Serving Florida’s youth—25 years and counting
Seminole County Extension Agent
UF Institute of Food and Agricultural Sciences
Let’s just come right out and say it: Seminole County extension agent Shelda Wilkens’ office is a little on the messy side.
But it’s messy in a good way: the sort of disarray you get when you’re juggling umpteen different projects at any given time.
It’s all reflective of her long stint—she hit the 25-year mark in April—as a county extension agent. For 24 of those years, she handled 4-H duties only, but with the addition of a second 4-H agent in Seminole, her job now includes Family, Youth and Community Sciences agent duties, such as educating consumers, as well.
There are bags of landscaping rocks on the floor, supplies for an upcoming project. Boxes of ribbons and certificates and medallions that will go to winners of various contests. Casually stowed in the corner is a large trophy for the LifeSmarts team she just coached to a fourth state championship.
“I haven’t figured out what to do with that yet,” she said.
Seminole County is the state’s third smallest in land size, but with a large suburban population. It’s not known for agriculture, but Wilkens is one of the state’s longest-serving, most successful 4-H agents.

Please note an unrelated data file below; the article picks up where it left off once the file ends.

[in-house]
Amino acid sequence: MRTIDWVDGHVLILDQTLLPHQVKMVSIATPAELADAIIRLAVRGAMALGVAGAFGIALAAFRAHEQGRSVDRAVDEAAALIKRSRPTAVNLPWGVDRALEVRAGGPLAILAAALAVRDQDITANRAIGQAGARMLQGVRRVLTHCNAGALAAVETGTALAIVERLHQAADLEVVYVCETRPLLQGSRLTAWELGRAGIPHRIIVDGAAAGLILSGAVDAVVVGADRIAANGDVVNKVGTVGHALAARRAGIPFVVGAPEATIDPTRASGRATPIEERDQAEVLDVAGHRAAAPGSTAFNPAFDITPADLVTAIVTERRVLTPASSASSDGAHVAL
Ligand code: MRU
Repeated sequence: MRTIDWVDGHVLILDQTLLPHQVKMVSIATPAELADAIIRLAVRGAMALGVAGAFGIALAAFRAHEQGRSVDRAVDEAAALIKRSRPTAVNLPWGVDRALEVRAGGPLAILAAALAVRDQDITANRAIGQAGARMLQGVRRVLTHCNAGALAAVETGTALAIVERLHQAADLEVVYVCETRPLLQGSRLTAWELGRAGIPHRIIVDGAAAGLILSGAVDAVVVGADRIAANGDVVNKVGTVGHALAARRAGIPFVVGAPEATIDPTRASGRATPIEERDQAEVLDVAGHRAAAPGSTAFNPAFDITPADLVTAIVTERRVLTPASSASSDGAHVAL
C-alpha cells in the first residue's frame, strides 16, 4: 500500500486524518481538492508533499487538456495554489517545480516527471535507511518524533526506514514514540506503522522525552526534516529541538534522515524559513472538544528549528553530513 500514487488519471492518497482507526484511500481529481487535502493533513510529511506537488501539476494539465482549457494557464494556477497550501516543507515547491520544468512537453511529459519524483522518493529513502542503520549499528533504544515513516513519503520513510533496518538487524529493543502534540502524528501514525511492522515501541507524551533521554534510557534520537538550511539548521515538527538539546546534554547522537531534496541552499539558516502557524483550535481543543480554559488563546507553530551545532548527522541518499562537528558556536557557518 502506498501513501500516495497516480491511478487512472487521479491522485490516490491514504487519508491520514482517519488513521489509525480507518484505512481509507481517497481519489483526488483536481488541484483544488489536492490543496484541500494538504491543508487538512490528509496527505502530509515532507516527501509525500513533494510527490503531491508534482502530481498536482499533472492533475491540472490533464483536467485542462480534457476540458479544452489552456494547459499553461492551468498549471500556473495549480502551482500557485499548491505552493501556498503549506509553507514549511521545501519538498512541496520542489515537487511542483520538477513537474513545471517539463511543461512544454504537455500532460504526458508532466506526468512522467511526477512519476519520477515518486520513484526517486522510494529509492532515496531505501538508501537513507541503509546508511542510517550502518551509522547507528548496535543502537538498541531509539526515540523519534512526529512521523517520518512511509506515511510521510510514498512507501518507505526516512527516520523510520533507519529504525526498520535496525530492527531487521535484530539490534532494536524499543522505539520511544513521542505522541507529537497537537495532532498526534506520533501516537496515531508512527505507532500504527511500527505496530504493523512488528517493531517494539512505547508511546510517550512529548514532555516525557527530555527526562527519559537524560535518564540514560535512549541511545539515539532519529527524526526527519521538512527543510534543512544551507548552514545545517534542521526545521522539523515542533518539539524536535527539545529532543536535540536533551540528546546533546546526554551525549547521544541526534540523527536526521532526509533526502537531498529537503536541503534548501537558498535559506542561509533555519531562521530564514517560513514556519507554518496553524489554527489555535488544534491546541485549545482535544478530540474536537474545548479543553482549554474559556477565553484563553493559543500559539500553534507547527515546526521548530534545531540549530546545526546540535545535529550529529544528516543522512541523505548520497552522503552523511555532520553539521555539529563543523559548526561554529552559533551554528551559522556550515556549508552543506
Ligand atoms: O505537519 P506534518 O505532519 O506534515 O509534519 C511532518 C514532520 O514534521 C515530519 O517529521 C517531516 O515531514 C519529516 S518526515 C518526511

She has done it by balancing 4-H’s traditional-agriculture focus with a wide array of other programs, from the 4-H Tropicana public speaking program that reaches many of the county’s sixth-graders, to short-term workshops that involve hands-on projects such as sewing or hydroponics.
“With all of those, I want kids to start something and complete something,” she said. “They walk away with something that is done.”
There are some 4,000 students in Seminole 4-H programs. About half of them seem to have given Wilkens a photograph to post on one of two chock-full bulletin boards behind her desk.
“That’s one of the great things about this job,” she said. “You get to work with nice families and you become a part of their family. You get invited to weddings, baby showers.”
On this day, five members of the LifeSmarts team are filing in to her office for practice, preparing for the following week’s national contest in St. Louis. LifeSmarts is a game show-style competition for ninth- through 12th-graders that helps create savvy consumers.
“It’s kind of cool stuff,” Wilkens said. “How many high schoolers know the difference between a Roth and a traditional IRA? Or who knows the difference between a stock and a bond? Or know what the Federal Trade Commission does?”
- Photo credit: Ray Carson — University Photography